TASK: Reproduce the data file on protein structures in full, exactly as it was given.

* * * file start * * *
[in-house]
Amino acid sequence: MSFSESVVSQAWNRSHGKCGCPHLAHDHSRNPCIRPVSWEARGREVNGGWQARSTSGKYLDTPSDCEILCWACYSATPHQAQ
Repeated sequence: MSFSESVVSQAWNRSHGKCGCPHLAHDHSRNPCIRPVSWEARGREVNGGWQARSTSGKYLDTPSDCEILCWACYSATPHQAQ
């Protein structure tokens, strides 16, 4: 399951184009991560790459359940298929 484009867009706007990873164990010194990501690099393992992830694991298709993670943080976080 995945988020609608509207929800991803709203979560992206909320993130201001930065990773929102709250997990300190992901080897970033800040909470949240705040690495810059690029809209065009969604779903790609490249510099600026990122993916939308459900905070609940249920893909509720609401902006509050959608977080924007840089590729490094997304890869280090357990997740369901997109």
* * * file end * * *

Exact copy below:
[in-house]
Amino acid sequence: MSFSESVVSQAWNRSHGKCGCPHLAHDHSRNPCIRPVSWEARGREVNGGWQARSTSGKYLDTPSDCEILCWACYSATPHQAQ
Repeated sequence: MSFSESVVSQAWNRSHGKCGCPHLAHDHSRNPCIRPVSWEARGREVNGGWQARSTSGKYLDTPSDCEILCWACYSATPHQAQ
């Protein structure tokens, strides 16, 4: 399951184009991560790459359940298929 484009867009706007990873164990010194990501690099393992992830694991298709993670943080976080 995945988020609608509207929800991803709203979560992206909320993130201001930065990773929102709250997990300190992901080897970033800040909470949240705040690495810059690029809209065009969604779903790609490249510099600026990122993916939308459900905070609940249920893909509720609401902006509050959608977080924007840089590729490094997304890869280090357990997740369901997109």